A Chinese factory would give Tesla some cover in an extended US-China trade war. Tesla CEO Elon Musk, currently traveling in Asia, signed an agreement Tuesday with officials in Shanghai to build a factory with the capacity to produce up to 500,000 vehicles per year. Shanghai officials describe it as the largest foreign-funded manufacturing project in Shanghai history. The deal comes in the midst of an increasingly bitter trade war between the United States and China. A 25 percent Chinese tariff on US-made cars recently forced Tesla to raise the Chinese price of the Model S and Model X. Having a Chinese factory would help Tesla avoid these taxes, as it could manufacture cars in China and then sell the cars directly to Chinese consumers—or to customers in Asian countries with good trade relationships to China. Tesla's China project was first reported by Bloomberg. A Tesla spokesperson confirmed the news to Ars Technica. "Last year, we announced that we were working with the Shanghai Municipal Government to explore the possibility of establishing a factory in the region to serve the Chinese market," Tesla said in a press statement. " Today, we have signed a Cooperative Agreement for Tesla to start building Gigafactory 3, a new electric vehicle manufacturing facility in Shanghai." After obtaining the necessary permits, Tesla says, "it will take roughly two years until we start producing vehicles. " It will take another two to three years for the factory to ramp up to a full 500,000 vehicles per year. Of course, Tesla has a history of setting overly optimistic deadlines. At the end of June, Tesla finally reached a production rate of 5,000 vehicles per week in its Fremont factory, a milestone the company had previously aimed to reach at the end of 2017. Industry analyst and dogged Tesla critic Ed Niedermeyer tweeted that "two years from zero to production is bonkers," noting that car companies traditionally take longer than that to build and begin operating a new factory. So while Tesla may be aiming to start producing cars in China in 2020, we won't be surprised if the schedule slips by a year or two.
It's a way to sidestep the current trade war between the US and China. That didn't take long: Days after Tesla raised prices to offset import tariffs in China, the company has announced it has reached an agreement with the government in Shanghai to produce vehicles in the region. According to Bloomberg, it'll rival production of Tesla's sole factory in the US, with capacity to build 500,000 cars per year. It apparently won't be the only plant revealed in 2018, as the company teased that details for a European production facility would be discussed later this year. Over the weekend, Tesla raised prices on the Model S and Model X by over $20,000 (depending on configuration) as a result of the ongoing trade war between the US and China. While there previously was a 25 percent import tax, it didn't stop the region from buying Tesla's cars. Last year the automaker sold 14,779 vehicles in the country, and the country represented almost 20 percent of Tesla's revenue. Then China raised the import duties for American-made vehicles by an additional 15 percent as a response to President Trump's trade war. It isn't entirely clear what Tesla will build at the factory, but Musk has previously hinted that it'd likely be a site for Model 3 and Model Y (the company's crossover vehicle) production. Those cars still need batteries, though, and Tesla's lone battery factory is in Nevada. Musk has been talking about building a plant in China long before Trump added 25 percent import duties to over 1,300 Chinese products including steel, iron and touchscreens. The move will cut down on shipping fees, for starters, but it will also help Musk reach the production numbers and profitability he's been chasing for years. Harley Davidson recently did something similar. As a means of sidestepping the trade war Trump started with Europe by adding tariffs to imported aluminum and steel, the company announced that it'd shift production of motorcycles destined for European customers to the continent. Now to see how fast Tesla can build in China and if the factory will be up and running before this trade war ends. Update: A Tesla spokesperson reached out to offer the following statement: "Last year, we announced that we were working with the Shanghai Municipal Government to explore the possibility of establishing a factory in the region to serve the Chinese market. Today, we have signed a Cooperative Agreement for Tesla to start building Gigafactory 3, a new electric vehicle manufacturing facility in Shanghai. We expect construction to begin in the near future, after we get all the necessary approvals and permits. From there, it will take roughly two years until we start producing vehicles and then another two to three years before the factory is fully ramped up to produce around 500,000 vehicles per year for Chinese customers. Tesla is deeply committed to the Chinese market, and we look forward to building even more cars for our customers here. Today's announcement will not impact our U.S. manufacturing operations, which continue to grow."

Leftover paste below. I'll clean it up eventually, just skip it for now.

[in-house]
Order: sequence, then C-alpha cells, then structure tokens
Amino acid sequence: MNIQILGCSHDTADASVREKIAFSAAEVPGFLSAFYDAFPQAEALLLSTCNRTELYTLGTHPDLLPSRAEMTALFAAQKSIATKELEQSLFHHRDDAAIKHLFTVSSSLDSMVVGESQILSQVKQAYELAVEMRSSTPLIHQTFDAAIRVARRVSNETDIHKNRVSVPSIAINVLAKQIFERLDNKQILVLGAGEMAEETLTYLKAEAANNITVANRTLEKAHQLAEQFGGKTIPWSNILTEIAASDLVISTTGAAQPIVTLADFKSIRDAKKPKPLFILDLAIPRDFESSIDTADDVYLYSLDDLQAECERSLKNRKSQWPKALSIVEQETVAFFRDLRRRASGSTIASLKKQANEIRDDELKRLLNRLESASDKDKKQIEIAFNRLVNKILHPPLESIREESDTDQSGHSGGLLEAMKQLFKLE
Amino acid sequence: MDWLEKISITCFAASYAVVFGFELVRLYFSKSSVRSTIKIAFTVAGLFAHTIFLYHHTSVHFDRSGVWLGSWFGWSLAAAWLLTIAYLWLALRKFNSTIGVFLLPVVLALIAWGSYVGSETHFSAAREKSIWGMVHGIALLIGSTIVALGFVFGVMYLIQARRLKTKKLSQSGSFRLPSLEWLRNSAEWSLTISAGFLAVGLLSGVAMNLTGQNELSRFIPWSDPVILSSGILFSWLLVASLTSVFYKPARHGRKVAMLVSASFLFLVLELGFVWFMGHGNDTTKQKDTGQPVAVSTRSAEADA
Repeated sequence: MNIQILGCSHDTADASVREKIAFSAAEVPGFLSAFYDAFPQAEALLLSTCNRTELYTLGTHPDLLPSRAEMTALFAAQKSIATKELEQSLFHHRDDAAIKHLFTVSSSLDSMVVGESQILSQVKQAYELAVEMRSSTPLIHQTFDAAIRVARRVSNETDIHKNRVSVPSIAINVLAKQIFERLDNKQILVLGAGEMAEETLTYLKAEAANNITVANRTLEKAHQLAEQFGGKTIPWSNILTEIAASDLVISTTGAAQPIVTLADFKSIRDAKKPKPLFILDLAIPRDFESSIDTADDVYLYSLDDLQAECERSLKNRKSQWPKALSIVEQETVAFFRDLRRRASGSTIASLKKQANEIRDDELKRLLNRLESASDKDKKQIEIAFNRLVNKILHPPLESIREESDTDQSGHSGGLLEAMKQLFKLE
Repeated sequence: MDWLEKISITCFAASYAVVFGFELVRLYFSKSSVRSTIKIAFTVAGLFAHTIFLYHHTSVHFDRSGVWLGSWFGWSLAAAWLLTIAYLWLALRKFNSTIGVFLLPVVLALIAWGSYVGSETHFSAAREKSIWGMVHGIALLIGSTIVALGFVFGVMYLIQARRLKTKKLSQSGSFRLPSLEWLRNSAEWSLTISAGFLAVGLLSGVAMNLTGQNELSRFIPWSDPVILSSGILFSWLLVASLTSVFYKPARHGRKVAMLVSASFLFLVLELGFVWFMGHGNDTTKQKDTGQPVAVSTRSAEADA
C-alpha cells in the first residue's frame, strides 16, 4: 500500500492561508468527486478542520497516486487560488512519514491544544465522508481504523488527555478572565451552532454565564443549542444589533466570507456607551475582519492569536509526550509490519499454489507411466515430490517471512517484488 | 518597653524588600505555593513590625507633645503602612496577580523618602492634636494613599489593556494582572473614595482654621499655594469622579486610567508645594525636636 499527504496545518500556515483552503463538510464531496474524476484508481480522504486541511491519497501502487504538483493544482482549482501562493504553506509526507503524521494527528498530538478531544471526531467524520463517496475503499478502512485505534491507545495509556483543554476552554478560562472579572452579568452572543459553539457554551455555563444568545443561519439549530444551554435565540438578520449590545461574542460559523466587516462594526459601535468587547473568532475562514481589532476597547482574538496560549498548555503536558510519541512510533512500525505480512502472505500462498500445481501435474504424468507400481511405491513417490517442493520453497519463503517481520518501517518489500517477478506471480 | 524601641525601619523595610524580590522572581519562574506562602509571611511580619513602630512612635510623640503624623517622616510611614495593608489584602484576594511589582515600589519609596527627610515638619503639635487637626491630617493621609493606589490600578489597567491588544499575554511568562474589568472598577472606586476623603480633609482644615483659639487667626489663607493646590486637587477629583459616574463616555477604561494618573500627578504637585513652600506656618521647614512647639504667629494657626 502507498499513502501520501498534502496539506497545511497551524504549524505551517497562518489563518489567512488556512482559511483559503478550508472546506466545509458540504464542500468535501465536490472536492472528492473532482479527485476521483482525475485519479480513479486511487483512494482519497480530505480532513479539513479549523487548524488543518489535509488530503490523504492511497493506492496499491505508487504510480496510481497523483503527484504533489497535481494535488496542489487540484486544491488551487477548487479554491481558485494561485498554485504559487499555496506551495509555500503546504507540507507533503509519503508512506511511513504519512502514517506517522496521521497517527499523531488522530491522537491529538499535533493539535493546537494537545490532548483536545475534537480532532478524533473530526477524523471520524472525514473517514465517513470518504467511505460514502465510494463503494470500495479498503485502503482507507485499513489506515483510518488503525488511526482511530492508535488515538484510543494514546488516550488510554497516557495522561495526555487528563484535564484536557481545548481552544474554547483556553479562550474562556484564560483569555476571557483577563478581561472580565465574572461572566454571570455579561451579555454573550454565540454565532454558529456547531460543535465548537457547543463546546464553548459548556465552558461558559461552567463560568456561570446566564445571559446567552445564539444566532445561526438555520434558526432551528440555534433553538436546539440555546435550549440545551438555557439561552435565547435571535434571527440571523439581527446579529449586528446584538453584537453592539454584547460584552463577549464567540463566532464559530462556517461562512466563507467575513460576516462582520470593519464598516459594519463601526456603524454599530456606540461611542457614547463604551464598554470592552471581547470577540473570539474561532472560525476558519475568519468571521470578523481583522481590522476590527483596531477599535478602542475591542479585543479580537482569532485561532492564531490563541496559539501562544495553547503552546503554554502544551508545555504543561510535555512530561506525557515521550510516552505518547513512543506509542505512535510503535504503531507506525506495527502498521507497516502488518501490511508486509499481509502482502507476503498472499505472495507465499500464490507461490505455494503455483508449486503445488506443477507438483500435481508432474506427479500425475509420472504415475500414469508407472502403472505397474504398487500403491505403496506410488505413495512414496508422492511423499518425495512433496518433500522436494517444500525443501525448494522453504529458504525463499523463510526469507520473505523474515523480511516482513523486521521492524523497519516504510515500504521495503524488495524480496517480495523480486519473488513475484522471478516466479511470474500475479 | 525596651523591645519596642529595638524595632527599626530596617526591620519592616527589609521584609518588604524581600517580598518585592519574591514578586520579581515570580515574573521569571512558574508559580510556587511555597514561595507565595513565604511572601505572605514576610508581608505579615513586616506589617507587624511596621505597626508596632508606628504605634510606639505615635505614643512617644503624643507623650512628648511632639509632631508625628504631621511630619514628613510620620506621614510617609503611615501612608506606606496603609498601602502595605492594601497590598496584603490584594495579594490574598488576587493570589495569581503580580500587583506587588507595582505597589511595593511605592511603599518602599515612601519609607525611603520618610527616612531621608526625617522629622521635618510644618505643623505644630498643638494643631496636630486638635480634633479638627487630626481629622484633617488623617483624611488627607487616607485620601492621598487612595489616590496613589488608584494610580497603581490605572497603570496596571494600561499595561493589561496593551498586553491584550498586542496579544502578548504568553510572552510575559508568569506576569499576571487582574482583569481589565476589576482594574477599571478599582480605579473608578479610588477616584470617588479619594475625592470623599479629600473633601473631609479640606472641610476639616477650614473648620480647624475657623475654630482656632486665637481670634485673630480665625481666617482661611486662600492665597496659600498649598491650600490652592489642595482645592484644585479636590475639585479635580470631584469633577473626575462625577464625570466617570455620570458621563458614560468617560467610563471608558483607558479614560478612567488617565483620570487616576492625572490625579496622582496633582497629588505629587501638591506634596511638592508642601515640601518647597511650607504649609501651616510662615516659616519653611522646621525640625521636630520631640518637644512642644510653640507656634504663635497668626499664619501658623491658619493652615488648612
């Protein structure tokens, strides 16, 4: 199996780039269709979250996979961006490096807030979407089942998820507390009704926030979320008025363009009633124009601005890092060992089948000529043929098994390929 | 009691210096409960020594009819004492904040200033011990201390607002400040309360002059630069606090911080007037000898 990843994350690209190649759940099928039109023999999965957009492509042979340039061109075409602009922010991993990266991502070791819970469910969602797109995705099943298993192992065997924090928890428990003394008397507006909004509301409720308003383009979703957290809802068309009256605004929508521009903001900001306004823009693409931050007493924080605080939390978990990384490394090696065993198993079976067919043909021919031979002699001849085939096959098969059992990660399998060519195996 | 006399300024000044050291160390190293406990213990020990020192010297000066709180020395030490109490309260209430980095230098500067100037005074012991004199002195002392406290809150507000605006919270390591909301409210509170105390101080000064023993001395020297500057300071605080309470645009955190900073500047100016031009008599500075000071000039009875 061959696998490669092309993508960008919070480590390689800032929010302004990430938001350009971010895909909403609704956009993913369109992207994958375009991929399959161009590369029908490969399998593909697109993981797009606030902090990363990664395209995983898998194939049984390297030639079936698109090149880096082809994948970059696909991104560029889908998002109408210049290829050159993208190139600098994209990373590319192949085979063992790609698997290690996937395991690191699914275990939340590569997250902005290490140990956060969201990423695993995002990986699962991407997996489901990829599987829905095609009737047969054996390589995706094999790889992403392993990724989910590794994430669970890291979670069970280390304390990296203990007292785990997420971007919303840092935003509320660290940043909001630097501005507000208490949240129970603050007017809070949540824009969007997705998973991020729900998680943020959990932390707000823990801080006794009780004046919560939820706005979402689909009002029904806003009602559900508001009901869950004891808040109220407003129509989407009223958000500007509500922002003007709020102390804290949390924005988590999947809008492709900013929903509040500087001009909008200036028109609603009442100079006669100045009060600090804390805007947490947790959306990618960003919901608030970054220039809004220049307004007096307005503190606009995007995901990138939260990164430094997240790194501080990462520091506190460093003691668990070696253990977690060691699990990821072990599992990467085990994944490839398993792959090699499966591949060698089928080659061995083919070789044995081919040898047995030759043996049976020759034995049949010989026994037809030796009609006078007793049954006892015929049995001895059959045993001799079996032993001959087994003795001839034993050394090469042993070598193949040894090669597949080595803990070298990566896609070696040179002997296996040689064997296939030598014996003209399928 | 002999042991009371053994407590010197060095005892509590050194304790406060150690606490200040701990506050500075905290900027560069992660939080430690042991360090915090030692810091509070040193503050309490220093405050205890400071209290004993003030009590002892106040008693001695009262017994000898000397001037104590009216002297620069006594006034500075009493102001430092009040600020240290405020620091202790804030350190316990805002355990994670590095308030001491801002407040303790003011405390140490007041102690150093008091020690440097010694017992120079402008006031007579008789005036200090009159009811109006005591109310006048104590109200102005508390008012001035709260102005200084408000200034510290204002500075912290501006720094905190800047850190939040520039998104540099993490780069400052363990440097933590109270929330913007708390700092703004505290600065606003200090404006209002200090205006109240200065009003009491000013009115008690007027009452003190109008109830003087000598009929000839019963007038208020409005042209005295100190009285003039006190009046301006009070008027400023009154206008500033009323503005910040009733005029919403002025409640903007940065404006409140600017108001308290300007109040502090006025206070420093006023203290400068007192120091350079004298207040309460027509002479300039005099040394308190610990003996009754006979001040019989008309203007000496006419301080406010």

( Reuters) — Tesla Chief Executive Officer Elon Musk on Tuesday landed a deal with Chinese authorities to build a new auto plant in Shanghai, its first factory outside the United States, that would double the size of the electric car makers global manufacturing. The deal was announced as Tesla raised prices on U.S.-made vehicles it sells in China to offset the cost of new tariffs imposed by the Chinese government in retaliation for U.S. President Donald Trumps heavier duties on Chinese goods. Musk was in Shanghai Tuesday, and the Shanghai government in a statement said it welcomed Teslas move to invest not only in a new factory in the city, a center of the Chinese auto industry, but in research and development, as well. China has long pushed to capture more of the talent and capital invested by global automakers in advanced electric vehicle technology. Tesla plans to produce the first cars about two years after construction begins on its Shanghai factory, ramping up to as many as 500,000 vehicles a year about two to three years later, the company said. That would make Teslas Shanghai plant large by auto industry standards, where most factories are tooled to build 200,000 to 300,000 vehicles a year, and roughly equivalent to the planned annual production at Teslas plant in Fremont, California. Tesla shares rose 1.5 percent in U.S. trading even as some analysts questioned where the money-losing company will get the capital required to build and staff such a large plant. Musk has said Tesla will be cash-flow positive this year. Analysts have predicted it will raise capital to fund a list of new projects, including launching an electric semi truck, a pickup truck, a compact SUV and new battery and vehicle production facilities that Musk has proposed for China and Europe. I am sure that Tesla needs fresh money at the latest next year, said Frank Schwope, an analyst with NORD/LB. The Shanghai government suggested it could help with some of the capital costs. The Shanghai municipal government will fully support the construction of the Tesla factory, its statement said. Tesla said Tuesdays announcement will not impact U.S. manufacturing operations, which continue to grow. China is the largest market for electric vehicles, and most forecasters predict that electric vehicle sales in the country will accelerate rapidly as government regulation drives toward a goal of 100-percent electric vehicles by 2030. More than 28 million vehicles were sold in China last year, and annual sales are forecast to top 35 million by 2025. That would be more than double the current U.S. market, where new light vehicle sales run at about 17 million vehicles a year. Musk was talking about building a Chinese factory long before the Trump administration proposed punitive tariffs on Chinese goods. China until recently levied 25-percent tariffs on imported cars, and for decades automakers have been moving to build more vehicles in the markets where they are sold to neutralize currency shifts and trade policy reversals. Chinese authorities decision to grant Tesla permission to move forward lands as President Trump is fighting to stop U.S. manufacturers from responding to his trade policy by shifting production overseas, as U.S. motorcycle maker Harley-Davidson said it would do last month. Against the backdrop of trade conflict with Washington, China is using its power to draw investment from the global auto industry. German automakers on Monday and Tuesday dominated a list of deals between China and Germany focused on the development of electric vehicles and technology for connectivity and self-driving cars. BMW agreed with partner Brilliance Automotive to up production capacity at joint venture BMW Brilliance Automotive to 520,000 BMW brand vehicles in 2019. Capacity at BMW Brilliance Automotives two production sites will outstrip BMWs U.S. plant in Spartanburg, South Carolina, for the first time. BMW said last week it would be unable to fully absorb a new Chinese 25-percent tariff on imported U.S.-made models and would have to raise prices on the vehicles it makes in Spartanburg. Volkswagen, meanwhile, said it will cooperate with Chinas FAW Group on technologies including e-mobility, connectivity and autonomous cars. Tesla has been in protracted negotiations to open its own factory in China to help bolster its position in the countrys fast-growing market for electric cars and to avoid high import tariffs. Tesla hiked prices in China over the weekend to a level more than 70 percent higher than in the United States amid mounting trade frictions between Washington and Beijing that have seen several U.S. imports, including cars, subjected to retaliatory tariffs of 25 percent. Musk had previously criticized Chinas tough auto rules for foreign businesses, which would have required it to cede a 50-percent share in the factory. After China announced in May that it planned to scrap by 2022 the rules on capping foreign ownership of new-energy vehicle ventures, Tesla registered a new electric car firm in Shanghai. The Shanghai plant will certainly improve Teslas positioning in China and allow it to locally produce and avoid import tariffs. The relaxation of the 50/50 rule for JVs in China uniquely benefits Tesla because they did not have an existing JV in China as rivals do, said Tasha Keeney, an analyst with ARK Invest.